Starting Over After Fish Loss

Lorekeeper

Well Known Member
Messages
2,587
Reaction score
1,688
Points
158
Experience
4 years
@Lorekeeper, probably fish flake since I still have a bunch of it left. I'll get the tank drained & cleaned this weekend. Is it best to add live plants before the tank is completely filled, or can I fill the tank & start cycling and add the plants later? I found an aquarium store in my city that I'd like to try (instead of going back to Petco) but not sure I'll be able to get there this weekend.

@BluMan1914, I've never properly cycled a tank before! That was my problem. I've read the articles on this site about starting a cycle, so I'm going to attempt to follow those instructions.

Should I change the filter media, or keep the one I was using with my last group of fish?
You can add plants after the tank is started with no issues.

I'd recommend aiming for about 2PPM of ammonia, although as long as there's some flakes in the tank, you'll be fine. Don't let ammonia or nitrite get over 4 PPM.
 

BluMan1914

Well Known Member
Messages
2,207
Reaction score
1,062
Points
158
Experience
More than 10 years
Since you are basically starting from scratch, start brand new. If you have bio balls, ceramic noodles, or Purigen, hold onto it and use it.
Since you didn't properly cycle your tank last time, I strongly suggest that you do a fish in cycle like I suggested or as @AllieSten suggested. It really is much easier to do than a fish less cycle.
Saying that, if you do a fish less cycle, use ammonia. With the ammonia you can dose to the exact amount that you need. With fish food you are only guessing how much you will need to add.
 

Lorekeeper

Well Known Member
Messages
2,587
Reaction score
1,688
Points
158
Experience
4 years
So I should do a water change if the ammonia gets higher than 2PPM? Or wait until/if it gets to 4?
Do a WC if ammonia gets to 4 PPM. 2 PPM is a good number to shoot for

I gotta say, everyone has differing opinions, but me and BluMan are offering the exact opposite advice.

Fish-in cycling works, but its much more humane to fishless cycle, not to mention much, much easier.

While pure ammonia would techincally be easier to control, as long as you don't dump the whole container of food into the tank, you shouldn't have issues.
 
  • Thread starter
  • Thread Starter
  • #25

avab80

New Member
Messages
6
Reaction score
6
Points
3
@BluMan1914, I respect your knowledge & opinion on fish-in cycles, but I don't want to do one. We've lost 10 fish in the last 3 months. My kids, and me, need a break from worrying about our fishies. I'd rather do the fishless cycle so we take our time choosing the type of fish we want, getting some new plants, and making them a nice home instead of rushing into anything.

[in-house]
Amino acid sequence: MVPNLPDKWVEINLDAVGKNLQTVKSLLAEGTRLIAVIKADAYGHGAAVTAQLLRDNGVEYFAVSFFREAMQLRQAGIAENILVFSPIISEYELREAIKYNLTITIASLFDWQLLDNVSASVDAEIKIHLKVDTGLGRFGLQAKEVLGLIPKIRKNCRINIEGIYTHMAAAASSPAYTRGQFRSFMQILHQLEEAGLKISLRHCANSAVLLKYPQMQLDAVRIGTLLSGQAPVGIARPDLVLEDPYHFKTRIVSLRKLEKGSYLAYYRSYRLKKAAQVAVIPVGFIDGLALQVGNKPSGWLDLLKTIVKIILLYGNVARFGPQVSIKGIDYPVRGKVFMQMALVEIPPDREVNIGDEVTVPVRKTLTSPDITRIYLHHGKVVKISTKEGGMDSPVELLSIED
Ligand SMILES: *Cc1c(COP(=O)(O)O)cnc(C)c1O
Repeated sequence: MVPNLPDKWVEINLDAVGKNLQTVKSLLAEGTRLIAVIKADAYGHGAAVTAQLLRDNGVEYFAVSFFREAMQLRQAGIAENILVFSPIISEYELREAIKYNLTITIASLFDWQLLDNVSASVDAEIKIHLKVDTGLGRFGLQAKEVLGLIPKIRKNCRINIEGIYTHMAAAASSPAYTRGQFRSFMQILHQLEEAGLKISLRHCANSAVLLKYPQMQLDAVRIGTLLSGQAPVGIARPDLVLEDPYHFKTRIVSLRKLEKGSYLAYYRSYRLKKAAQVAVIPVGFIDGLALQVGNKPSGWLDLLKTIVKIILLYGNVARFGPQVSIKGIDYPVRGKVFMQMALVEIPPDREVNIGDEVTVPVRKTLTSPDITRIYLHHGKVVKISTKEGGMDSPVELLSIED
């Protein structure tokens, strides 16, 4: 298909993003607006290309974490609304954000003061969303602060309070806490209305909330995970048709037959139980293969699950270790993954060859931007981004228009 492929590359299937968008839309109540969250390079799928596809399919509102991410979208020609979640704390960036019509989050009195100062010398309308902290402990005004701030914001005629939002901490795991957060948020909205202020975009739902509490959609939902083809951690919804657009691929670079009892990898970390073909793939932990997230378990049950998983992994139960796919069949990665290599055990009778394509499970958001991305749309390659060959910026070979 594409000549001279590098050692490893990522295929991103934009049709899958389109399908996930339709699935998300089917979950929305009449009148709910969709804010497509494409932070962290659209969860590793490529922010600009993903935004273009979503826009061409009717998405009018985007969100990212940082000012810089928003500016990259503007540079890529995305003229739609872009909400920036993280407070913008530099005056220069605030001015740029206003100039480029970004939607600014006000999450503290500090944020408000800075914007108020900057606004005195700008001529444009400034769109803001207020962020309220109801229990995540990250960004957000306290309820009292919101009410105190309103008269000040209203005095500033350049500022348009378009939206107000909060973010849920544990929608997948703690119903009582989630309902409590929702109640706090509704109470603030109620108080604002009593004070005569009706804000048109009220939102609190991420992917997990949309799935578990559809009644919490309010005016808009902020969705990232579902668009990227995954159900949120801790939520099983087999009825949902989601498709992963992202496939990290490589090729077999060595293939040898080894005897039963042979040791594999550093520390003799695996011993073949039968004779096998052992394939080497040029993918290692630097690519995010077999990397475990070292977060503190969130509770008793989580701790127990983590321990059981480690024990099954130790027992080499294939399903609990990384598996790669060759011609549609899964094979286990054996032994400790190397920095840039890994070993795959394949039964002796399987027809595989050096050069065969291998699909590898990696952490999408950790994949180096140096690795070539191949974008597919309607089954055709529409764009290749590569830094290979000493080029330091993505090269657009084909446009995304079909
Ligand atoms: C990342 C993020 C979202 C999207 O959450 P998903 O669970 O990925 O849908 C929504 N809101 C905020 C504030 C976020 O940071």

@Lorekeeper, my 3-year-old dumped most of a container of food into the tank once. That was fun to clean up...
 

Lorekeeper

Well Known Member
Messages
2,587
Reaction score
1,688
Points
158
Experience
4 years
Ooo... fun!

Just today, a member had a full container of food dumped into a 5 or 10 gallon tank... it was bad!
 

AngelTheGypsy

Fishlore VIP
Messages
5,107
Reaction score
5,992
Points
603
Experience
Just started
Welcome to fishlore!

I have cycled 5 tanks recently and have done all of the afore mentioned methods

By far the easiest was a fish in cycle with TSS. I followed the instructions on the bottle to the letter and it worked in 12 days. (I basically did this as a test to see if it worked)

By far the most difficult (and nerve racking) was a fish in cycle using prime and stability. This was how I did my first 2 tanks, and I was testing every day, constantly adding prime and stability and checking to make sure the fish were ok. I do not advise to start out this way. (Those fish I got before I knew about a cycle)

The last tank I did fishless. I started with fish food and stability, got Dr Tims ammonium chloride, then his one & only bacteria, then plain old ammonia, and then TSS. I actually quite enjoyed watching the process. I tested 2 x a day, added live plants as I went along and didn't have to worry if anything was going to die. If I were to offer advice, it would be to start with a couple different brands of bacteria (cuz they are all a little different) and straight pure ammonia. That is the easiest way to keep everything under control. I would also start low with your ammonia dose. I advise 1 ppm. If you start too fast, and get a big ammonia or nitrite spike, then you have to do large water changes. I have .5 ppm ammonia in my tap and that got me 2 ppm nitrite in two weeks (that was accidental, I just filled the tank so it wouldn't be empty)

All of these methods work. But this is what I have experienced. I would do fishless with ammonia and TSS+ if I were to start cycling a new tank tomorrow.
 

jdhef

Moderator
Messages
14,194
Reaction score
3,212
Points
583
Experience
More than 10 years
@avab80 I can certainly understand your reluctance to doing a fish-in cycle at this point, but I have to say that I personally am on the same page as @BluMan1914 . I love Tetra SafeStart. It is by far the easiest way to cycle a tank.

I have cycled with TSS several times in the past, and never lost a fish.
 
Last edited:

JRS

Well Known Member
Messages
1,360
Reaction score
1,045
Points
163
Experience
3 years
he chemical additives tend to be a temporary fix for this issue. whereas the coral, shells, or cuttlebone tend to be more of a stable fix that you just need to add more when they dissolve. (Which can take several months)
I put 3 shells collected from the beach and rinsed them very well. I just stuck them in the filter and within a 1 week the ph stabilized to about what comes out of my tap. I am still monitoring it. I was told they would need to be replaced maybe every 6 months. It was a cheap and easy way for me as I have buckets of shells that my kids have collected.

Good luck!
 
Toggle Sidebar

Aquarium Calculator

Follow FishLore!





Top Bottom